Home https://server7.kproxy.com/servlet/redirect.srv/sruj/smyrwpoii/p2/ World https://server7.kproxy.com/servlet/redirect.srv/sruj/smyrwpoii/p2/ Greenlandic elections: Inuit Ataqatigiit wins after promise to stop China-backed rare earth mining

Greenlandic elections: Inuit Ataqatigiit wins after promise to stop China-backed rare earth mining

“The people have spoken,” Inuit Ataqatigiit’s leader, Mute Egede, told the Danish television station DR on Wednesday, promising that the development of the Kvanefjeld mine would stop.

The election results are a blow to China, which extracts more than 70 percent of the world̵

7;s rare earth minerals and hopes to maintain its dominance as demand rises. Greenland Minerals, the company behind the mining project, says Kvanefjeld has “the potential to become the most significant western world producer of rare earths” and could be “a worldwide supplier of rare earths for many decades.” Shenghe Resources Holding Co., one of the world’s largest producers of rare earth minerals, is the largest shareholder in the company and will also be responsible for the complex task of treating rare earths once extracted.

Rare earths are used to make high-tech devices, including cell phones, flat-screen monitors, electric cars, wind turbines, and weapons. Therefore, they have emerged as an important bargaining chip in trade wars between the United States and China, with Beijing threatening in 2019 to cut exports and bring US production to an abrupt halt.

The Kvanefjeld mine, if the plans continue, will increase Greenland’s carbon dioxide emissions by an expected 45 percent according to the Wall Street Journal – a major concern in a part of the world that has already seen unprecedented melting ice due to climate change. In addition, uranium is extracted as part of the mining process, leading to concerns about radioactive runoff and waste.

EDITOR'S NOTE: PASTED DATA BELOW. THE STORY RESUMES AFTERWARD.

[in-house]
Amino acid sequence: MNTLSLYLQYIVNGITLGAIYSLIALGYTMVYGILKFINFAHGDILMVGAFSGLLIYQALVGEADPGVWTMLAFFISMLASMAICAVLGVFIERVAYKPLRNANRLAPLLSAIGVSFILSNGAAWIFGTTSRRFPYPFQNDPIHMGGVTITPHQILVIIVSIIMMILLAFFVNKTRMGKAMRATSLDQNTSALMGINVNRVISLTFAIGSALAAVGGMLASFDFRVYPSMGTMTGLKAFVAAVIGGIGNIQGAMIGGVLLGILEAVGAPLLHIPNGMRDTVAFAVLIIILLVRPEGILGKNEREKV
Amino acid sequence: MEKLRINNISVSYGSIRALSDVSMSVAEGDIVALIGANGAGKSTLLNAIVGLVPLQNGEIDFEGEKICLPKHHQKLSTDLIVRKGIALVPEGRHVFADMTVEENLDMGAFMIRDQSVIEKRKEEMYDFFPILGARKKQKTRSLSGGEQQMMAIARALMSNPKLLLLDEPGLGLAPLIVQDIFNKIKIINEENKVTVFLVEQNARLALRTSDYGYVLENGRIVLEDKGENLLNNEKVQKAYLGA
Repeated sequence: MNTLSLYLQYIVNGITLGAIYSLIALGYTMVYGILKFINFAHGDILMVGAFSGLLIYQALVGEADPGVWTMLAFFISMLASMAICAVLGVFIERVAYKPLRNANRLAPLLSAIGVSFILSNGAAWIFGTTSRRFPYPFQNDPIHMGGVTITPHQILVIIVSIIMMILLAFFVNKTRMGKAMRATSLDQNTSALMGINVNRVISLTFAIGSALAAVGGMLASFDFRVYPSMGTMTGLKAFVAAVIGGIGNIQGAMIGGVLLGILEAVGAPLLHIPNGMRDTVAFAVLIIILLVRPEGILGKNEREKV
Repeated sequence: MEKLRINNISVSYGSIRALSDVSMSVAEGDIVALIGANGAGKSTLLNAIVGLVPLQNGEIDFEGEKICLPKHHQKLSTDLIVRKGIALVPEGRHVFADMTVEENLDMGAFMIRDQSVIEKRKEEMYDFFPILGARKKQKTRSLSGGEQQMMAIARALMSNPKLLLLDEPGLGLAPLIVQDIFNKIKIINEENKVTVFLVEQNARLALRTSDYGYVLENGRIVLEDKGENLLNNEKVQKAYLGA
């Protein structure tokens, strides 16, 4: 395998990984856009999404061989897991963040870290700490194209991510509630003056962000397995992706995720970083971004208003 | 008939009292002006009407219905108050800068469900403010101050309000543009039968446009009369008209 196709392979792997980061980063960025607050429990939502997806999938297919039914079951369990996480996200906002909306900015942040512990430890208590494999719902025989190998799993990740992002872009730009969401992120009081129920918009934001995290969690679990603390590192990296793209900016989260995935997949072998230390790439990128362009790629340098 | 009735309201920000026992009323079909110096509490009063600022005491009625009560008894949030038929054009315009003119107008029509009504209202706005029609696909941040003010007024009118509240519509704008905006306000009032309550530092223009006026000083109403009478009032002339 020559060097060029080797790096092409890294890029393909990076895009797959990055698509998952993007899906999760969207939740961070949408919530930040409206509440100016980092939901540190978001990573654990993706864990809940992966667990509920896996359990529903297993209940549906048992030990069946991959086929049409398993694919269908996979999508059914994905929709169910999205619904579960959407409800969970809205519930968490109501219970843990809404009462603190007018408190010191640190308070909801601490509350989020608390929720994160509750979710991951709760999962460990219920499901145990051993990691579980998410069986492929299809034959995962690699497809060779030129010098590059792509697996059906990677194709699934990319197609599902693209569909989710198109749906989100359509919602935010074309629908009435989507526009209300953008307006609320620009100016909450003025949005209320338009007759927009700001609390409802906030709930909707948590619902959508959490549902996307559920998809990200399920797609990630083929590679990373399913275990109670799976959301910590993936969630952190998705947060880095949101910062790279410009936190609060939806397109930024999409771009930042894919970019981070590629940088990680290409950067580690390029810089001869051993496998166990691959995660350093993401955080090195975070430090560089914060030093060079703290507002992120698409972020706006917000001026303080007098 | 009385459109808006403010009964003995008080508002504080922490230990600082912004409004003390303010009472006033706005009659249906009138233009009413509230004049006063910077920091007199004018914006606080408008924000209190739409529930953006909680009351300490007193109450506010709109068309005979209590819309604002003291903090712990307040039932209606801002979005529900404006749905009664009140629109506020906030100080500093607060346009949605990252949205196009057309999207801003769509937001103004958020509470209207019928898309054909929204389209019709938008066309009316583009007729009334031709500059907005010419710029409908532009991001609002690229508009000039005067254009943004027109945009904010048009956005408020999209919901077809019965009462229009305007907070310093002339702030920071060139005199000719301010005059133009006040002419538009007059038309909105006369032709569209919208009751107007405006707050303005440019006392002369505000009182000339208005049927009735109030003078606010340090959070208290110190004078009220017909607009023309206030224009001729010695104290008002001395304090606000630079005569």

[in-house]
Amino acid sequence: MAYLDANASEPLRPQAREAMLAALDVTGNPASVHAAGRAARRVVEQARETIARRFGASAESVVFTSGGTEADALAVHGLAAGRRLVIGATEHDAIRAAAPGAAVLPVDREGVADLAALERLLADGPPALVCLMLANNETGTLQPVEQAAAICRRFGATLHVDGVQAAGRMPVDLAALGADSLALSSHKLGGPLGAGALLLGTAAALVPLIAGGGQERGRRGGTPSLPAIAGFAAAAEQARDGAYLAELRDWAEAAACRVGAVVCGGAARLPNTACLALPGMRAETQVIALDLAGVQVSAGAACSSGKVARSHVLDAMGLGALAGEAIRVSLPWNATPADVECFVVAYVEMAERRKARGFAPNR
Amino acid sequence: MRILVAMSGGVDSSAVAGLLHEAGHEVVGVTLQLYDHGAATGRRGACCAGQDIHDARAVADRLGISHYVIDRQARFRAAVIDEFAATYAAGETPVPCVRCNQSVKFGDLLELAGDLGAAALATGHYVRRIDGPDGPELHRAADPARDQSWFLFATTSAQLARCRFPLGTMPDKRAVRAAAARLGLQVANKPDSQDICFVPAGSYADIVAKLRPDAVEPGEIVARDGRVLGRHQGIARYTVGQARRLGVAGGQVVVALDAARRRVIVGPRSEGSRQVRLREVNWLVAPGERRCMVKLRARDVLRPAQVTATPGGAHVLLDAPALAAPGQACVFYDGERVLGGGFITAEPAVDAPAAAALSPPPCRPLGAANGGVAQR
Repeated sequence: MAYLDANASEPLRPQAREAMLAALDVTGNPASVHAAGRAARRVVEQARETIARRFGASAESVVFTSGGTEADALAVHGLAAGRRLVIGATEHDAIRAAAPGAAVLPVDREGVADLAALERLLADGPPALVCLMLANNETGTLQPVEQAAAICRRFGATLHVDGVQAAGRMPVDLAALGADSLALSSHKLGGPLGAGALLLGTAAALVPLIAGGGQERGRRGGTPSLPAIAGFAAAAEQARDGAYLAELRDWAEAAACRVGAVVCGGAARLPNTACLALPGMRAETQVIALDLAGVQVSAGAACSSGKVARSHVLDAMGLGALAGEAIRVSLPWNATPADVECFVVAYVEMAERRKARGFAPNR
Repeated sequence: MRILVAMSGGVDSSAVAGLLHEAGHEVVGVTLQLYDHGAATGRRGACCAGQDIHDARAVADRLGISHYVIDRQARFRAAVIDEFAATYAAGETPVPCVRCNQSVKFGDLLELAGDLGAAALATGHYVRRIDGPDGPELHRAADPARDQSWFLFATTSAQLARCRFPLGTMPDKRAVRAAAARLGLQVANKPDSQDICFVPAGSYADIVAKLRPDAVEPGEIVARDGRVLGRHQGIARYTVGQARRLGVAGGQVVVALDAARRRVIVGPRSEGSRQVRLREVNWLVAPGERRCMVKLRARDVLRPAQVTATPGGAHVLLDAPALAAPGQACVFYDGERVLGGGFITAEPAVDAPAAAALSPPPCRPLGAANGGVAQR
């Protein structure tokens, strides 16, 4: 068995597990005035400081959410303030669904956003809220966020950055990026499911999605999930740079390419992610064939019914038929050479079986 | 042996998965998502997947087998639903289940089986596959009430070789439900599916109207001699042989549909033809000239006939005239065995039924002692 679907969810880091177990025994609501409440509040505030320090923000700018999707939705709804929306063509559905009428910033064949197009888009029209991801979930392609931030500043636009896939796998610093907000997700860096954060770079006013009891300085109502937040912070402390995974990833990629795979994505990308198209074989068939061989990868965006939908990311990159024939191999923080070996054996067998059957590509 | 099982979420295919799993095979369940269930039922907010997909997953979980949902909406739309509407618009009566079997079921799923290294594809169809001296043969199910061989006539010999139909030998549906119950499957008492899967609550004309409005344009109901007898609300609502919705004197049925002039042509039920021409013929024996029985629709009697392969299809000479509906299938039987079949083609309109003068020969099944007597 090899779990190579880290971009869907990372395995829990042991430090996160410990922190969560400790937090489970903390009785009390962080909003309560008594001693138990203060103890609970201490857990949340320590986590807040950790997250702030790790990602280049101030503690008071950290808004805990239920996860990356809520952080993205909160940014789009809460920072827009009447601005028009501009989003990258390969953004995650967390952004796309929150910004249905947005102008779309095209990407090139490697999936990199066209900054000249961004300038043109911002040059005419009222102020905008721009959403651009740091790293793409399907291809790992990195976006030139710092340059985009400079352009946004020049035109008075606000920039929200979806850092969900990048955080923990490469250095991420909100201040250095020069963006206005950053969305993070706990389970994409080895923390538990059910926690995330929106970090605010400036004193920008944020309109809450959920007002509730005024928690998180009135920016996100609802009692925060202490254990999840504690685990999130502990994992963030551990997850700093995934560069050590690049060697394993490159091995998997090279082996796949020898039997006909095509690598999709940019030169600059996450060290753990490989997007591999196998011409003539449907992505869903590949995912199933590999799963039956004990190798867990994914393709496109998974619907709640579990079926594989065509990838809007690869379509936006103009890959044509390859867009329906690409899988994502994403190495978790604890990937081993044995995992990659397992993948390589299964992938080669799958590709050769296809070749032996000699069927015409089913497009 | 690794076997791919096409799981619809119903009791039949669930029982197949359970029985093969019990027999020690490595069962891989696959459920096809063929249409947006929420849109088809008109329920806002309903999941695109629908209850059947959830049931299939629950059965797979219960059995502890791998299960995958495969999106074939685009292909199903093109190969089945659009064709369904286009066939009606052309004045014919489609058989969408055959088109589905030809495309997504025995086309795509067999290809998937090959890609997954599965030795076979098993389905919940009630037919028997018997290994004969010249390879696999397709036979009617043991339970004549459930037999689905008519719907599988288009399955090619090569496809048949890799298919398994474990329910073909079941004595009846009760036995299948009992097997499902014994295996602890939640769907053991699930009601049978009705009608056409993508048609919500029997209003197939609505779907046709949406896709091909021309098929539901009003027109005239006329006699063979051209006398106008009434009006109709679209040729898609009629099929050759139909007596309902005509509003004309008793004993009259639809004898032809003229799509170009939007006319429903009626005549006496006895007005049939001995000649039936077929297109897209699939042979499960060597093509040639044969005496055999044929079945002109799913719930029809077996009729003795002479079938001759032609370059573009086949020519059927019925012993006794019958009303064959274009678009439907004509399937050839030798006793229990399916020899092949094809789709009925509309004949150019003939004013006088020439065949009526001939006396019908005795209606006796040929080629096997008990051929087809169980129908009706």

“We risk being left with a country that can not be used for anything,” Mariane Paviasen, who won a seat in Greenland’s parliament on Tuesday as a member of the Inuit Ataqatigiit, told DR, “where you can not hunt or fish because it all is contaminated. ”

Supporters, including Greenland’s far-dominant, center-left Siumut party, claim that the mine could generate hundreds of millions of dollars in revenue and create hundreds of jobs and put the territory in a better position to break away from Denmark. At present, Greenland is considered an autonomous territory for the small Scandinavian nation, on which it depends for defense and an annual subsidy of approx. $ 624 million dollars financing basic services. Voting shows that the majority of Greenland’s 57,000 inhabitants hope to move towards independence.

But some Greenlanders see it as letting other nations extract their valuable mineral resources as a new form of colonialism. “It is the industrialized countries’ control of less developed countries through indirect means,” Aili Liimakka Laue, who lives near the proposed mine, told NPR.

The Kvanefjeld mine was close to clearing its last legislative obstacles earlier this year, as disputes over whether it should proceed triggered the dissolution of the Greenland government and led to a quick election. Miles Guy, Greenland Minerals’ chief financial officer, told the Wall Street Journal that the company had already invested close to $ 100 million in the project and that “in our opinion, it would be an extreme expulsion of bad faith to suddenly turn it all around.”